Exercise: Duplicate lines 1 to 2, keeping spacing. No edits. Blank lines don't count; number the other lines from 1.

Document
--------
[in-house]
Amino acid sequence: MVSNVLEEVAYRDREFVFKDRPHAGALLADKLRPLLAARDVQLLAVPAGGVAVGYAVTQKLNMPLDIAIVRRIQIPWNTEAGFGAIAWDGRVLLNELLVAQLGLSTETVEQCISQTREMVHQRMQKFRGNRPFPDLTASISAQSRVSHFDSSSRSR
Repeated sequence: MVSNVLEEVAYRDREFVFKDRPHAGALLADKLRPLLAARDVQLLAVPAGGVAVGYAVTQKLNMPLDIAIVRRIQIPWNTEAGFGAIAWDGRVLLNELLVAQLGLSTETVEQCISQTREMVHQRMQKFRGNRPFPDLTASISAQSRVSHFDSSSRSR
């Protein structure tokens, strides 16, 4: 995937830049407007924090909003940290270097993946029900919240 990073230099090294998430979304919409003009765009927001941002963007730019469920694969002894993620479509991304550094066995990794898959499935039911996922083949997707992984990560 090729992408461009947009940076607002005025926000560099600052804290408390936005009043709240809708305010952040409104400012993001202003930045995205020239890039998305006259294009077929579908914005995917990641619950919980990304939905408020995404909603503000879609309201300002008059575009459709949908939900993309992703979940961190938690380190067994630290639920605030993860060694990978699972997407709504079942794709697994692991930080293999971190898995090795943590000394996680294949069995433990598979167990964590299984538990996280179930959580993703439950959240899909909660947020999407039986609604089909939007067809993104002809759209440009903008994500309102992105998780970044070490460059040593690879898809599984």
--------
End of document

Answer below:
[in-house]
Amino acid sequence: MVSNVLEEVAYRDREFVFKDRPHAGALLADKLRPLLAARDVQLLAVPAGGVAVGYAVTQKLNMPLDIAIVRRIQIPWNTEAGFGAIAWDGRVLLNELLVAQLGLSTETVEQCISQTREMVHQRMQKFRGNRPFPDLTASISAQSRVSHFDSSSRSR